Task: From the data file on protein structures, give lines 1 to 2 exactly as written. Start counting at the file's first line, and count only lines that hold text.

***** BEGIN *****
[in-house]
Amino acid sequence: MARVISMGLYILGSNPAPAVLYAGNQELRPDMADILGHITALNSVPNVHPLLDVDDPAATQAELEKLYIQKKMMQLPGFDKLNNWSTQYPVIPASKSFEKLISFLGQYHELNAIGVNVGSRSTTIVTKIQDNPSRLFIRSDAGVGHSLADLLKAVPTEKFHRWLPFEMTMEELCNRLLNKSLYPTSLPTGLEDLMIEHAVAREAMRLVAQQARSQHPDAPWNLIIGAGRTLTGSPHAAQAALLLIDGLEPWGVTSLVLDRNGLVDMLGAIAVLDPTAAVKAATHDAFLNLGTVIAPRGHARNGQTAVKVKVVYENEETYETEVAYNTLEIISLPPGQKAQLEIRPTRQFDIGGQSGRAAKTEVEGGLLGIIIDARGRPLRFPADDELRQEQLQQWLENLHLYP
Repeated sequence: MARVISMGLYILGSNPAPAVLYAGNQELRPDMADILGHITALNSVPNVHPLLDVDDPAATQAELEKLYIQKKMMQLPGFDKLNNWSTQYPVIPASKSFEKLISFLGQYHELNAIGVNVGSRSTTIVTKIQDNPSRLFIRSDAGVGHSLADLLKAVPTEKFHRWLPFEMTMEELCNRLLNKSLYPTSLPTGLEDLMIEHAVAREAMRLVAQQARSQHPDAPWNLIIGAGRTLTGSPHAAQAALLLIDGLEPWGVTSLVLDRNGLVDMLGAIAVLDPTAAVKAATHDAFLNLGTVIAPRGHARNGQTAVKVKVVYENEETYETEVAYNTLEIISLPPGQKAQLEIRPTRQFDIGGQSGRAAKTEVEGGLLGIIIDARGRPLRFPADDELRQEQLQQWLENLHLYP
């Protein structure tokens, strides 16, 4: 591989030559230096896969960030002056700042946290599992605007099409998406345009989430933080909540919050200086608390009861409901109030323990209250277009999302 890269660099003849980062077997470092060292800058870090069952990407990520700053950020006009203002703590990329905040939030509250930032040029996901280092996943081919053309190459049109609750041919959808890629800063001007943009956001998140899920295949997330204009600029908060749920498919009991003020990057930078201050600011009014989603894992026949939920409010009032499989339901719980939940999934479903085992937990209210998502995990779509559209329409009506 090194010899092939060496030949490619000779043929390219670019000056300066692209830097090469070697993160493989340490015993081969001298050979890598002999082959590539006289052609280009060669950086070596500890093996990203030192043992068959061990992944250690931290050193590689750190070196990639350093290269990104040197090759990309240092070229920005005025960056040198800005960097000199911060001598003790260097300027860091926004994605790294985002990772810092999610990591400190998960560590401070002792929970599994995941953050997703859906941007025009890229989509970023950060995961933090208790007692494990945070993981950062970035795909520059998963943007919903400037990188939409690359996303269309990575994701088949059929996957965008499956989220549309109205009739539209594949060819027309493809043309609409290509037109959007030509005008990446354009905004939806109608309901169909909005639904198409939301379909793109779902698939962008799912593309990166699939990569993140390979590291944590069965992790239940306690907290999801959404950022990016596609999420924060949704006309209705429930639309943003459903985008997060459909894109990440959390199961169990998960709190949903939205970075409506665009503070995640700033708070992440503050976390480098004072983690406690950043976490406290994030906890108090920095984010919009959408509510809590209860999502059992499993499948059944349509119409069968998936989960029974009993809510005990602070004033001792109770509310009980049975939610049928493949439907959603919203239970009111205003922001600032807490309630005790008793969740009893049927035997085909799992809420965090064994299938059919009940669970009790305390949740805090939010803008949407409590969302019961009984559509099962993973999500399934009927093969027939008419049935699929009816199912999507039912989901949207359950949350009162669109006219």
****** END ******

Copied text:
[in-house]
Amino acid sequence: MARVISMGLYILGSNPAPAVLYAGNQELRPDMADILGHITALNSVPNVHPLLDVDDPAATQAELEKLYIQKKMMQLPGFDKLNNWSTQYPVIPASKSFEKLISFLGQYHELNAIGVNVGSRSTTIVTKIQDNPSRLFIRSDAGVGHSLADLLKAVPTEKFHRWLPFEMTMEELCNRLLNKSLYPTSLPTGLEDLMIEHAVAREAMRLVAQQARSQHPDAPWNLIIGAGRTLTGSPHAAQAALLLIDGLEPWGVTSLVLDRNGLVDMLGAIAVLDPTAAVKAATHDAFLNLGTVIAPRGHARNGQTAVKVKVVYENEETYETEVAYNTLEIISLPPGQKAQLEIRPTRQFDIGGQSGRAAKTEVEGGLLGIIIDARGRPLRFPADDELRQEQLQQWLENLHLYP